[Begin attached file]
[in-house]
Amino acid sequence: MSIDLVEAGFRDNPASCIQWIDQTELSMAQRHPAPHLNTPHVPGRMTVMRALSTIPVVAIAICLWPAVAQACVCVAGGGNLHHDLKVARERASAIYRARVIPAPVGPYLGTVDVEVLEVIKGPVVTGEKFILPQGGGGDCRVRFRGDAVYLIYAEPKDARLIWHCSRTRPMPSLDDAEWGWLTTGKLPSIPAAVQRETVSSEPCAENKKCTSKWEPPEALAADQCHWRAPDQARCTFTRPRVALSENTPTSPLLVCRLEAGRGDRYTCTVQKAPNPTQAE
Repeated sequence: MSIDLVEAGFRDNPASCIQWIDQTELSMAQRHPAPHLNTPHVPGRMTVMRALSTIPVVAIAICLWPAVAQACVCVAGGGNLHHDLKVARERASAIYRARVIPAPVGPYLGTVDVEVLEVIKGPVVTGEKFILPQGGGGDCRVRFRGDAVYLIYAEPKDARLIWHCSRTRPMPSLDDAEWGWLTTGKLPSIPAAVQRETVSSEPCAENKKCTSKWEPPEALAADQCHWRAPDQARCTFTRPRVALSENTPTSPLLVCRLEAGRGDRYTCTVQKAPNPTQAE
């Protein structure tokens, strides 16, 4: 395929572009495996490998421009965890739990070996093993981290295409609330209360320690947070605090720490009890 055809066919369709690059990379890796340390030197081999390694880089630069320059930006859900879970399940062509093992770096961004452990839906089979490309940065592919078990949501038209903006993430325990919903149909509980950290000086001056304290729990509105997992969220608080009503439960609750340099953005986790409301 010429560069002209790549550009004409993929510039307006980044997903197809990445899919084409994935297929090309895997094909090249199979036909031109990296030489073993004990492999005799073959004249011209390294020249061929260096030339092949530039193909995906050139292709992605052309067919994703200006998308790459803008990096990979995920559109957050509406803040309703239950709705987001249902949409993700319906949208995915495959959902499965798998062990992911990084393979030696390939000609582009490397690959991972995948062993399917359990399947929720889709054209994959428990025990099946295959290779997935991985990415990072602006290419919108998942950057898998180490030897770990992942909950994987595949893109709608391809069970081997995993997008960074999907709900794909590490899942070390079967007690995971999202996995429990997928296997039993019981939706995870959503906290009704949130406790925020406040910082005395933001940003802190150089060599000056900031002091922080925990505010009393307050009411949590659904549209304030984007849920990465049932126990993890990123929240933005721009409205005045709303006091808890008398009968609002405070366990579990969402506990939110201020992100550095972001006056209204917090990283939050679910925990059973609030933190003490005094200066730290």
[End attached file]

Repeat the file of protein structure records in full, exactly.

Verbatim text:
[in-house]
Amino acid sequence: MSIDLVEAGFRDNPASCIQWIDQTELSMAQRHPAPHLNTPHVPGRMTVMRALSTIPVVAIAICLWPAVAQACVCVAGGGNLHHDLKVARERASAIYRARVIPAPVGPYLGTVDVEVLEVIKGPVVTGEKFILPQGGGGDCRVRFRGDAVYLIYAEPKDARLIWHCSRTRPMPSLDDAEWGWLTTGKLPSIPAAVQRETVSSEPCAENKKCTSKWEPPEALAADQCHWRAPDQARCTFTRPRVALSENTPTSPLLVCRLEAGRGDRYTCTVQKAPNPTQAE
Repeated sequence: MSIDLVEAGFRDNPASCIQWIDQTELSMAQRHPAPHLNTPHVPGRMTVMRALSTIPVVAIAICLWPAVAQACVCVAGGGNLHHDLKVARERASAIYRARVIPAPVGPYLGTVDVEVLEVIKGPVVTGEKFILPQGGGGDCRVRFRGDAVYLIYAEPKDARLIWHCSRTRPMPSLDDAEWGWLTTGKLPSIPAAVQRETVSSEPCAENKKCTSKWEPPEALAADQCHWRAPDQARCTFTRPRVALSENTPTSPLLVCRLEAGRGDRYTCTVQKAPNPTQAE
């Protein structure tokens, strides 16, 4: 395929572009495996490998421009965890739990070996093993981290295409609330209360320690947070605090720490009890 055809066919369709690059990379890796340390030197081999390694880089630069320059930006859900879970399940062509093992770096961004452990839906089979490309940065592919078990949501038209903006993430325990919903149909509980950290000086001056304290729990509105997992969220608080009503439960609750340099953005986790409301 010429560069002209790549550009004409993929510039307006980044997903197809990445899919084409994935297929090309895997094909090249199979036909031109990296030489073993004990492999005799073959004249011209390294020249061929260096030339092949530039193909995906050139292709992605052309067919994703200006998308790459803008990096990979995920559109957050509406803040309703239950709705987001249902949409993700319906949208995915495959959902499965798998062990992911990084393979030696390939000609582009490397690959991972995948062993399917359990399947929720889709054209994959428990025990099946295959290779997935991985990415990072602006290419919108998942950057898998180490030897770990992942909950994987595949893109709608391809069970081997995993997008960074999907709900794909590490899942070390079967007690995971999202996995429990997928296997039993019981939706995870959503906290009704949130406790925020406040910082005395933001940003802190150089060599000056900031002091922080925990505010009393307050009411949590659904549209304030984007849920990465049932126990993890990123929240933005721009409205005045709303006091808890008398009968609002405070366990579990969402506990939110201020992100550095972001006056209204917090990283939050679910925990059973609030933190003490005094200066730290």